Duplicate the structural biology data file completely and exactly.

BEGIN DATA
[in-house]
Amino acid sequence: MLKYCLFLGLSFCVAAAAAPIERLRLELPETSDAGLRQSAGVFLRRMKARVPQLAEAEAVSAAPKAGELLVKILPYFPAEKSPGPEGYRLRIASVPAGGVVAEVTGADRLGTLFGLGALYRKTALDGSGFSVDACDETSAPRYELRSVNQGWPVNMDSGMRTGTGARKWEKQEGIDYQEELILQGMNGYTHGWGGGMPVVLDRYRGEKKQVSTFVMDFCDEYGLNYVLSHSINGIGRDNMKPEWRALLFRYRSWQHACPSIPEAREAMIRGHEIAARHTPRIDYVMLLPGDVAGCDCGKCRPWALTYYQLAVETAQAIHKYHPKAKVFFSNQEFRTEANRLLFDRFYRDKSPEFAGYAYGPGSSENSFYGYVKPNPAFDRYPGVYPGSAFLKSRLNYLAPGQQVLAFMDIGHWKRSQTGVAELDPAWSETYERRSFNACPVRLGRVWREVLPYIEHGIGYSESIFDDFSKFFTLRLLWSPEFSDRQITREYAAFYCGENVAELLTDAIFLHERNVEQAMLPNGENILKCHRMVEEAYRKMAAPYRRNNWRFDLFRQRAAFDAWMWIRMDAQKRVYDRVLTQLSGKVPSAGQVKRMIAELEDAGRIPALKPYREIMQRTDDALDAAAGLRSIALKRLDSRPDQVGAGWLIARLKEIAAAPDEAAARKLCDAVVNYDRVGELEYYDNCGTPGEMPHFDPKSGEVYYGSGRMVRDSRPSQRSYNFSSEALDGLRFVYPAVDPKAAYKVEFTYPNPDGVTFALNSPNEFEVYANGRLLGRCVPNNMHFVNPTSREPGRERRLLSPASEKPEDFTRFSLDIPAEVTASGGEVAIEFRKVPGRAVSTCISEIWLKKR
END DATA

[in-house]
Amino acid sequence: MLKYCLFLGLSFCVAAAAAPIERLRLELPETSDAGLRQSAGVFLRRMKARVPQLAEAEAVSAAPKAGELLVKILPYFPAEKSPGPEGYRLRIASVPAGGVVAEVTGADRLGTLFGLGALYRKTALDGSGFSVDACDETSAPRYELRSVNQGWPVNMDSGMRTGTGARKWEKQEGIDYQEELILQGMNGYTHGWGGGMPVVLDRYRGEKKQVSTFVMDFCDEYGLNYVLSHSINGIGRDNMKPEWRALLFRYRSWQHACPSIPEAREAMIRGHEIAARHTPRIDYVMLLPGDVAGCDCGKCRPWALTYYQLAVETAQAIHKYHPKAKVFFSNQEFRTEANRLLFDRFYRDKSPEFAGYAYGPGSSENSFYGYVKPNPAFDRYPGVYPGSAFLKSRLNYLAPGQQVLAFMDIGHWKRSQTGVAELDPAWSETYERRSFNACPVRLGRVWREVLPYIEHGIGYSESIFDDFSKFFTLRLLWSPEFSDRQITREYAAFYCGENVAELLTDAIFLHERNVEQAMLPNGENILKCHRMVEEAYRKMAAPYRRNNWRFDLFRQRAAFDAWMWIRMDAQKRVYDRVLTQLSGKVPSAGQVKRMIAELEDAGRIPALKPYREIMQRTDDALDAAAGLRSIALKRLDSRPDQVGAGWLIARLKEIAAAPDEAAARKLCDAVVNYDRVGELEYYDNCGTPGEMPHFDPKSGEVYYGSGRMVRDSRPSQRSYNFSSEALDGLRFVYPAVDPKAAYKVEFTYPNPDGVTFALNSPNEFEVYANGRLLGRCVPNNMHFVNPTSREPGRERRLLSPASEKPEDFTRFSLDIPAEVTASGGEVAIEFRKVPGRAVSTCISEIWLKKR